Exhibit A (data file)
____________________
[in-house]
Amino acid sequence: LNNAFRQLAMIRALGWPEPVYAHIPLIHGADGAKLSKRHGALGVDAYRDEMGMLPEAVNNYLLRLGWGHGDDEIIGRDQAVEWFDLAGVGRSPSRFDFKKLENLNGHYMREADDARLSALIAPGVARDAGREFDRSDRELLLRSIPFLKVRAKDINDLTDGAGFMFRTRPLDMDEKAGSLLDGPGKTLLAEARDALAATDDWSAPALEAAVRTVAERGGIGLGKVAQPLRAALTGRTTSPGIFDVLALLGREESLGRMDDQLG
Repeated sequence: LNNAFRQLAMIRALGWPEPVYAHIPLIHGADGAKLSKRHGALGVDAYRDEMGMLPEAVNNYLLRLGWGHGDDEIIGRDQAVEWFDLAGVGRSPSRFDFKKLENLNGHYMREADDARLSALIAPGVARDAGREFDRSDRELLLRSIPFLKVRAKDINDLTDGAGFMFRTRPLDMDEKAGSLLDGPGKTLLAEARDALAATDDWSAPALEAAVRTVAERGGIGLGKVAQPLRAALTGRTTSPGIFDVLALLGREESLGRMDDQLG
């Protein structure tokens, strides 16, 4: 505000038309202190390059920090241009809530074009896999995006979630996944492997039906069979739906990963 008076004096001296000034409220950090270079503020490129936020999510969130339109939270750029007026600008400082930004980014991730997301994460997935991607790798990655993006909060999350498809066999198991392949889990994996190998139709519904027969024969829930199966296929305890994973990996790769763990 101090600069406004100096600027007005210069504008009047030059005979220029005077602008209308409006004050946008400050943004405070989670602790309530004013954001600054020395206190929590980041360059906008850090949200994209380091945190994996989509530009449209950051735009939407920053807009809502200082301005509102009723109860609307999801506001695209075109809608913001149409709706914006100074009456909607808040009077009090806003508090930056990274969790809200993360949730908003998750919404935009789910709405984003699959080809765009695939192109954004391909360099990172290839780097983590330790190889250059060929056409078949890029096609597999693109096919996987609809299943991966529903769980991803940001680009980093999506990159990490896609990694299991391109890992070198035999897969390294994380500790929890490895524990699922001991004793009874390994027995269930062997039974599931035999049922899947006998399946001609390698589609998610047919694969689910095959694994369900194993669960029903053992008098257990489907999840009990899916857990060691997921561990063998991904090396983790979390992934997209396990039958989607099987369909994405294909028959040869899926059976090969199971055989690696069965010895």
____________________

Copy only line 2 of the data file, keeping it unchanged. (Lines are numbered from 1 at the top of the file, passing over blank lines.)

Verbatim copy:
Amino acid sequence: LNNAFRQLAMIRALGWPEPVYAHIPLIHGADGAKLSKRHGALGVDAYRDEMGMLPEAVNNYLLRLGWGHGDDEIIGRDQAVEWFDLAGVGRSPSRFDFKKLENLNGHYMREADDARLSALIAPGVARDAGREFDRSDRELLLRSIPFLKVRAKDINDLTDGAGFMFRTRPLDMDEKAGSLLDGPGKTLLAEARDALAATDDWSAPALEAAVRTVAERGGIGLGKVAQPLRAALTGRTTSPGIFDVLALLGREESLGRMDDQLG